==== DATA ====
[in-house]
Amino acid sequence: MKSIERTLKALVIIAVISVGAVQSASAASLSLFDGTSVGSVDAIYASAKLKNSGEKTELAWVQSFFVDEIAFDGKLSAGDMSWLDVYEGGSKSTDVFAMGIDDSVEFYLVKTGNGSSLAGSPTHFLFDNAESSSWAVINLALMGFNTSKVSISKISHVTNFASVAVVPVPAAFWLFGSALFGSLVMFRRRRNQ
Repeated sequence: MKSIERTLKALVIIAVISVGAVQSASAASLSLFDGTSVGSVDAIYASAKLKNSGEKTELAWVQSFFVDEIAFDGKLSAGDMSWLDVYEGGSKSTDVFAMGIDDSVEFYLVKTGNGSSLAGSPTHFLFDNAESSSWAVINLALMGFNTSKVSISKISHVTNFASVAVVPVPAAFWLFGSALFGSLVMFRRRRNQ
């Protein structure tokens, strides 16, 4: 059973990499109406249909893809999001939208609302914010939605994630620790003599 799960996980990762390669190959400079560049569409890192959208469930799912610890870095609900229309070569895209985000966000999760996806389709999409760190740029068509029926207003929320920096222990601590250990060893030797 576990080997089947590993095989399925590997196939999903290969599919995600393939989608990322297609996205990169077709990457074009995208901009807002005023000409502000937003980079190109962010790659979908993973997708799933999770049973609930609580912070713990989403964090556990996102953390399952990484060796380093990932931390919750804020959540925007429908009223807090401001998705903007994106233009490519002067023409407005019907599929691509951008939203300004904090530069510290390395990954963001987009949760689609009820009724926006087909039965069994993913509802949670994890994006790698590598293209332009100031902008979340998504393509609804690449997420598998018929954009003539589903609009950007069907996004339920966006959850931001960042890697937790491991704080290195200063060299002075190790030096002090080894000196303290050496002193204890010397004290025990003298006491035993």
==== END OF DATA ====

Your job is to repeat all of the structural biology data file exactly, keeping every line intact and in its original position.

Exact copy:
[in-house]
Amino acid sequence: MKSIERTLKALVIIAVISVGAVQSASAASLSLFDGTSVGSVDAIYASAKLKNSGEKTELAWVQSFFVDEIAFDGKLSAGDMSWLDVYEGGSKSTDVFAMGIDDSVEFYLVKTGNGSSLAGSPTHFLFDNAESSSWAVINLALMGFNTSKVSISKISHVTNFASVAVVPVPAAFWLFGSALFGSLVMFRRRRNQ
Repeated sequence: MKSIERTLKALVIIAVISVGAVQSASAASLSLFDGTSVGSVDAIYASAKLKNSGEKTELAWVQSFFVDEIAFDGKLSAGDMSWLDVYEGGSKSTDVFAMGIDDSVEFYLVKTGNGSSLAGSPTHFLFDNAESSSWAVINLALMGFNTSKVSISKISHVTNFASVAVVPVPAAFWLFGSALFGSLVMFRRRRNQ
């Protein structure tokens, strides 16, 4: 059973990499109406249909893809999001939208609302914010939605994630620790003599 799960996980990762390669190959400079560049569409890192959208469930799912610890870095609900229309070569895209985000966000999760996806389709999409760190740029068509029926207003929320920096222990601590250990060893030797 576990080997089947590993095989399925590997196939999903290969599919995600393939989608990322297609996205990169077709990457074009995208901009807002005023000409502000937003980079190109962010790659979908993973997708799933999770049973609930609580912070713990989403964090556990996102953390399952990484060796380093990932931390919750804020959540925007429908009223807090401001998705903007994106233009490519002067023409407005019907599929691509951008939203300004904090530069510290390395990954963001987009949760689609009820009724926006087909039965069994993913509802949670994890994006790698590598293209332009100031902008979340998504393509609804690449997420598998018929954009003539589903609009950007069907996004339920966006959850931001960042890697937790491991704080290195200063060299002075190790030096002090080894000196303290050496002193204890010397004290025990003298006491035993």